So News at Ten is back. Again. And my good friend Sir Trevor is back. Again. Our television news landscape is changing, but I am not one of those at the BBC (there are one or two) who think the return of News at Ten is nothing for us to worry about. I have far too much respect for the talents of ITN's journalists to think like that. Their competitive drive is as tough as any, and they have an enviable track-record in getting to the heart of a story. They respond nimbly and decisively to big events. They are formidable competitors in every sense. They have been badly hampered in recent years by much smaller budgets and hostile scheduling.
But people tend to forget that we have been here before, and the BBC emerged as the clear winner. News at Ten was originally axed in 1999, and then revived in 2001. ITV couldn't even guarantee a sharp 10pm start, nor could it commit to five nights a week. It did so badly against the BBC's Ten O'Clock News that it was killed off a second time in 2004. This time, ITV can't afford to fail.
We take that challenge very seriously. I expect they take us seriously, too. The BBC's Ten – already Britain's most popular television news programme – has added 320,000 viewers in the past year. This has been achieved at a time when news audiences are fracturing. No other news programme on any channel can begin to match that performance. We've had a terrific 12 months during which we've broken some big stories – such as John Simpson's reports from Sadr City or uncovering people being treated as slaves in UK. Robert Peston's golden scoop on Northern Rock's crisis left every other news organisation, including ITN, scrambling to catch up.
One of the very few regrets of my career is that I never had the opportunity to work for my fellow Welshman, Sir David Nicholas, the man who took ITN to its greatest heights. Under him, News at Ten set new standards of quality and style, and developed the sharpest journalism. It is very difficult to see a return to those glory days. ITN no longer has the resources to deliver a programme on that scale. Nor does it have the necessary strength in depth. We have 41 foreign bureaux and a superb network of teams throughout the United Kingdom.
The Ten showcases the very best of that talent. John Simpson, Nick Robinson, Robert Peston, Fergal Keane and Gavin Hewitt are just some of the stellar talent we can deploy. It was interesting to see David Mannion, ITN's current boss, declaring that News at Ten will be "scoop-driven", and will offer "more analysis". He knows that he is taking on a programme with an impressive record in both areas.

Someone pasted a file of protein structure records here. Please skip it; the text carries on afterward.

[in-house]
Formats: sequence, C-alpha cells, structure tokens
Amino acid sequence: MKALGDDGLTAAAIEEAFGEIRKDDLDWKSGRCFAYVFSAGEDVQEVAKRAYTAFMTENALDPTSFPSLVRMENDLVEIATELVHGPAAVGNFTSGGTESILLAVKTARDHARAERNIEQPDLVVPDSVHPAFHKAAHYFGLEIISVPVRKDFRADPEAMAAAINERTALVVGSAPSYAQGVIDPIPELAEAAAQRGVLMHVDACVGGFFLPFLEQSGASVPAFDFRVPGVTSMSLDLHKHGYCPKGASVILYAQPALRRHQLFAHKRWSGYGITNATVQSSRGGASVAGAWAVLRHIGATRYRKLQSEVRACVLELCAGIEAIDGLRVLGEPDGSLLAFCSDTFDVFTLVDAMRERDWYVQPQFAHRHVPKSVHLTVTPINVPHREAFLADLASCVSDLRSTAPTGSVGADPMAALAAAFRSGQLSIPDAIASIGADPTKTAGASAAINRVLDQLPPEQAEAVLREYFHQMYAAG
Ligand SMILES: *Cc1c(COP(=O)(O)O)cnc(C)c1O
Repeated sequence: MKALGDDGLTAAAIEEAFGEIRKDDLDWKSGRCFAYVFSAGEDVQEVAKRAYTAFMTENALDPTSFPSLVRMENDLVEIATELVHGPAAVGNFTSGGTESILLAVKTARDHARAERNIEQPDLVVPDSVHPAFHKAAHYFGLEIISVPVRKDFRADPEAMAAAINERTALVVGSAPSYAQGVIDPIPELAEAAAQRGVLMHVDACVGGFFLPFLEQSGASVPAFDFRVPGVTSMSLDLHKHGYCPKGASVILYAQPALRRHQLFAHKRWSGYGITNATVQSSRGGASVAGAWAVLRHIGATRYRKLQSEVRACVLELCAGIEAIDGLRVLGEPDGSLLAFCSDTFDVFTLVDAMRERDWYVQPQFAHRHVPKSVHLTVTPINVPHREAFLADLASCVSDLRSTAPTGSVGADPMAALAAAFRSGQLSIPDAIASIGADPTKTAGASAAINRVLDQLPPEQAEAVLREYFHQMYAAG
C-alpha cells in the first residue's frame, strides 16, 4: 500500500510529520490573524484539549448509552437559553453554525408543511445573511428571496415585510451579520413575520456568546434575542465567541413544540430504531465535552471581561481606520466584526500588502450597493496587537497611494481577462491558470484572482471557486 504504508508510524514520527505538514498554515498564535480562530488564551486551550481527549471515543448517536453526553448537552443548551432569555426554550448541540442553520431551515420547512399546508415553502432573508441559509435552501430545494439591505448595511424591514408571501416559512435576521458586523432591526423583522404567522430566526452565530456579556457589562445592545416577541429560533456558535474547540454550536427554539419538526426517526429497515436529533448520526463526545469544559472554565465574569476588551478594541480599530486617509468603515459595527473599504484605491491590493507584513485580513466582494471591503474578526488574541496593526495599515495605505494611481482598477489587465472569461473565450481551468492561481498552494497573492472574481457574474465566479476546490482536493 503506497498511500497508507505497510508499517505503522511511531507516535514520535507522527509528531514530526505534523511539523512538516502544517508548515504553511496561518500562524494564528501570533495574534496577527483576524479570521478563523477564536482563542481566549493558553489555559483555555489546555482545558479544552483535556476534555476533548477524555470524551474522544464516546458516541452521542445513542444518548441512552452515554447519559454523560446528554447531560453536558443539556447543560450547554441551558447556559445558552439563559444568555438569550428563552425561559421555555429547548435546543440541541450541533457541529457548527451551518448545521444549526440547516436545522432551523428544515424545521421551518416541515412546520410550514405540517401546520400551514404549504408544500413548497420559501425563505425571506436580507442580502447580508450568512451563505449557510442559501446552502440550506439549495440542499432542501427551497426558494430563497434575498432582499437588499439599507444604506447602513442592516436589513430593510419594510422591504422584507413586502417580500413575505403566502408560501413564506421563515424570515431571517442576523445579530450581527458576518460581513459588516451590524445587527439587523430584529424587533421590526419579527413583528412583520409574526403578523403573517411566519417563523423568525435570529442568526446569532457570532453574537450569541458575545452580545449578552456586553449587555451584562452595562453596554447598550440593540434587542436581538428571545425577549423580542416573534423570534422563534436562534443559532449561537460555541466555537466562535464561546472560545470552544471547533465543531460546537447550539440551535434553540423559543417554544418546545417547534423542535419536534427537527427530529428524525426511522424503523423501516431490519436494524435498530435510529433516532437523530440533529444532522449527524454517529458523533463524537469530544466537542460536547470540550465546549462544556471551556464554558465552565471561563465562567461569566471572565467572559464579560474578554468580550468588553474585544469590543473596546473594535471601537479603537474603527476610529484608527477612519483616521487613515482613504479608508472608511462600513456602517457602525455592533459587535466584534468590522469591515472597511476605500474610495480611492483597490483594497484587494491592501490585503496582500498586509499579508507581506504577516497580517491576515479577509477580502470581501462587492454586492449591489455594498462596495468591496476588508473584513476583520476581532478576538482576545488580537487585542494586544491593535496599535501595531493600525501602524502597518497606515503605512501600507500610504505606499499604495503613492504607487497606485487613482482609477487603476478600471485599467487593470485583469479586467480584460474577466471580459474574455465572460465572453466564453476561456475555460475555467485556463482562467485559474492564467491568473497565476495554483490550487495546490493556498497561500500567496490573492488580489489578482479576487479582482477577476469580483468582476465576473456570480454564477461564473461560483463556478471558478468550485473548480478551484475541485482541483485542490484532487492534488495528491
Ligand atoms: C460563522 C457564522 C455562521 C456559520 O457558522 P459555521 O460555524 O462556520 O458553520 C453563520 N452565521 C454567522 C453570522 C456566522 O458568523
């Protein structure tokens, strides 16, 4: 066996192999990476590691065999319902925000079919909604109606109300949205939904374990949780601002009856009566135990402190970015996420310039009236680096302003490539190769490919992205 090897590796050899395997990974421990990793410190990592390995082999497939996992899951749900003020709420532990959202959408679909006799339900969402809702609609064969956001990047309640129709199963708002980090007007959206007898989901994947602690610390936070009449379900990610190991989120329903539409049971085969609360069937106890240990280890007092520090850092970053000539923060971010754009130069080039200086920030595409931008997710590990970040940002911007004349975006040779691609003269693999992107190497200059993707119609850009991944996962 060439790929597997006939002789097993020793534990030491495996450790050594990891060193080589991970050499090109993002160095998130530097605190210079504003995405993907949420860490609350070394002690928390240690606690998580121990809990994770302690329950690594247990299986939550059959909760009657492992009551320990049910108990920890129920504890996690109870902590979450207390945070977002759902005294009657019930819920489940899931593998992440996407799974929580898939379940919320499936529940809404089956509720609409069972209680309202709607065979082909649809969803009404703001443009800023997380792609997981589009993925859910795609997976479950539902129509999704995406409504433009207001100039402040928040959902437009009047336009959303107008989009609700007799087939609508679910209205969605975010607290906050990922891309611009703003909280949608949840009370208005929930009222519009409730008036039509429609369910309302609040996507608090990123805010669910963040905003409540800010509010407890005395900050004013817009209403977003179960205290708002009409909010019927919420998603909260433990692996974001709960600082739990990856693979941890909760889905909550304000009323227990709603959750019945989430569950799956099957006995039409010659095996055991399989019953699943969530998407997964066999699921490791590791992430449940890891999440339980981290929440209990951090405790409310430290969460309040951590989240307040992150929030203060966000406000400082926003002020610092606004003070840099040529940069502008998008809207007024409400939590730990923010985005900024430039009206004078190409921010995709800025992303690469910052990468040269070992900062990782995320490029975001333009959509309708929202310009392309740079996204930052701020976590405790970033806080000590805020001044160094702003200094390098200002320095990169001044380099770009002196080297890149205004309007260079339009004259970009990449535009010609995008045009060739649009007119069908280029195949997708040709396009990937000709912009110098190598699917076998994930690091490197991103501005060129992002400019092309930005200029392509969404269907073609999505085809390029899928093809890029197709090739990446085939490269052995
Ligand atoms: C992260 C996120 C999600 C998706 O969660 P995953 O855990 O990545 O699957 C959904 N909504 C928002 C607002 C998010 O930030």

ITN's reputation now depends entirely on the success of its traditional television news bulletins. It is no longer a player in continuous news, and its website presence is low-key. So the minimum commitment to viewers is surely a regular presence at key times in the ITV schedule.
A serious lunchtime slot has already been abandoned. They perform well in the 6.30pm slot. But the vital question is: will the reborn News at Ten deliver this commitment? Surprisingly, it will not. It will be broadcast four nights a week only. Viewers will draw their own conclusions.
Contrast this with the BBC's absolutely rock-solid commitment to providing news at 10pm, six nights a week. Viewers notice these differences, and they are also aware of the breadth and tone of the coverage. The breadth of the Ten's coverage will be in evidence again this week, and viewers will enjoy some memorable stories. The gap between the Ten and the ITV Late News was so big that Michael Grade simply had to do something about it. He's gone for the obvious answer. So how is the battle likely to develop? In one sense, we share a common problem. Scheduling plays an absolutely crucial part in delivering an audience for us. If ITV produces lots of popular drama in the 9pm slot, and BBC1 fails to meet that challenge, the revived News at Ten will benefit handsomely. There is a solid core audience for the BBC's Ten O'Clock News, but the nightly challenge is to add viewers to that core. This can boost an audience of 4.5 million to 5.5 million or more.
We have one other distinct advantage. Our viewers like the mix of international, national, regional and local news which comes together at 10pm. The prominent contribution from the BBC's Nations and Regions is hugely popular, at a time when ITV's commitment to regional news coverage has never been weaker.
Bringing both programmes together at 10pm will inevitably affect the viewing figures. I'm not going to say that this isn't a serious issue for us. It is. But we are also clear that the 10pm slot is now recognisably ours, and we have made a big success of it. We are not in this for a few weeks of glib headlines.
For us, this battle is about the BBC's commitment to provide the highest quality news programme, at the best time. We're going to carry on doing just that.Reuse content